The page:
Hundreds of tourists book vocations in Uganda during this period to visit parks and especially to trek gorillas in Bwindi Impenetrable Forest. Concerns whether they would cancel their trips or change their itinerary have been quelled by further bookings, according the Mr Moses Mapesa, the executive director of Uganda Wildlife Authority, a body that is charged with keeping the national parks, among other tourism attractions
I have not received any cancellation, something that reassures the sector that the bombs scare will not seriously affect the business, Mr Mapesa assured Tourists on Wednesday morning. Tour operators held a meeting at the Uganda Tourism Board offices in Kampala and resolved on safety measures of tourists in the country and those about to arrive.
Though the primary aim of the meeting the upcoming World Travel Market (WTM) fair in London due in November, Tour operators addressed matters regarding the bombs scare because they could be damaging to their business.
Mr Baluku, a secretary general of the Association of Uganda Tour Operators (AUTO) said than no park has been far closed, so as long as visitors observe safety precautions, the situation is very normal.”
Uganda Tourism Board’s Edwin Muzahura added that he had met the private sector in tourism and have agreed on updating clients on the situation back home and providing factual updates on the website, twitter and face book helps tourists understand the situation as it is, and not to scare them away.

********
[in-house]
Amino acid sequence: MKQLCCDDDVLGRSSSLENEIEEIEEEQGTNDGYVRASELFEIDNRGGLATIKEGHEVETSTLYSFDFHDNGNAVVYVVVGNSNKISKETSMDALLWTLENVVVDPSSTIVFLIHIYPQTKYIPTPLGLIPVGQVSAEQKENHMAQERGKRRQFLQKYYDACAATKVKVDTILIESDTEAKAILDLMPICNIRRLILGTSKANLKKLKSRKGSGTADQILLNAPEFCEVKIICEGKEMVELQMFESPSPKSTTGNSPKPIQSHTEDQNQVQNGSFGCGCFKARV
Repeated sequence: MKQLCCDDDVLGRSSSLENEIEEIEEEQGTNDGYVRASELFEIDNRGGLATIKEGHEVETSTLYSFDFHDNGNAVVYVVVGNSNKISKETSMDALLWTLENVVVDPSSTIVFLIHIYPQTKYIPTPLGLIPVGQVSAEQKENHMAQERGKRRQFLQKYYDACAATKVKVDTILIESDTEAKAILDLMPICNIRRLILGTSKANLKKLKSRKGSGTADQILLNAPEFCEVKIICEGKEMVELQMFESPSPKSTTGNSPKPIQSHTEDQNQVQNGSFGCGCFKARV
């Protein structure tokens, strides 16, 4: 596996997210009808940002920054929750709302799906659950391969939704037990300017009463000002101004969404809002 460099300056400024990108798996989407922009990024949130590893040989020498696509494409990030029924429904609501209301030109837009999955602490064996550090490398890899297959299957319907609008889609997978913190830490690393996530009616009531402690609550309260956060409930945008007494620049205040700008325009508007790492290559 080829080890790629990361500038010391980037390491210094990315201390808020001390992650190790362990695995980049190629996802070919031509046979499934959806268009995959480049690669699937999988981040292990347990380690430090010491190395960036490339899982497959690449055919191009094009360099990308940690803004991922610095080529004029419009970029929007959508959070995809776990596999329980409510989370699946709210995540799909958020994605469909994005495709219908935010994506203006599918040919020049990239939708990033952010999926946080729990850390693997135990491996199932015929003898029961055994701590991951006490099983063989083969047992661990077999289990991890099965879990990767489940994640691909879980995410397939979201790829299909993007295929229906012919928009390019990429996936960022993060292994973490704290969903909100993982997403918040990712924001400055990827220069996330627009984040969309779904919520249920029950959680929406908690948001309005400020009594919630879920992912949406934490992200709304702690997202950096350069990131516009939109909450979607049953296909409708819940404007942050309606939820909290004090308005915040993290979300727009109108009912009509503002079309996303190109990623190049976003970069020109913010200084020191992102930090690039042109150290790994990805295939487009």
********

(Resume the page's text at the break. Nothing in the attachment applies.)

“These scares happen anywhere and tourists cannot stop to come because two bombs are detonated in some parts of Kampala. For example, South Africa was on high alert before and during the World Cup, but millions of football fans watched the games peacefully. The situation in Kampala is very controllable and every other places tourists visit, are more security conscious than possibly they have been.”
Mr Mapesa adds, “People out there understand that there are security concerns in America, Europe, Asia and everywhere.” He said there are reasonable security measures in place to protect the tourists from harm, adding, Uganda Wild life Authority has enough security on its own in all national parks.
“The safaris are done in the total guidance of our staff. We tell our visitors to travel during the day and to be inside by 7p.m.,” he says, adding, “And even when a tourist asked for a self guided tour, we advise them on routes and give them a map.”
Mr Muzahura told Saturday Monitor, the situation is under control and that is why the government has not issued any travel advisories. Mr Baluku adds, the coming months are high season for safaris and if the government serves advisory notices, it would heavily impact on the tourism industry.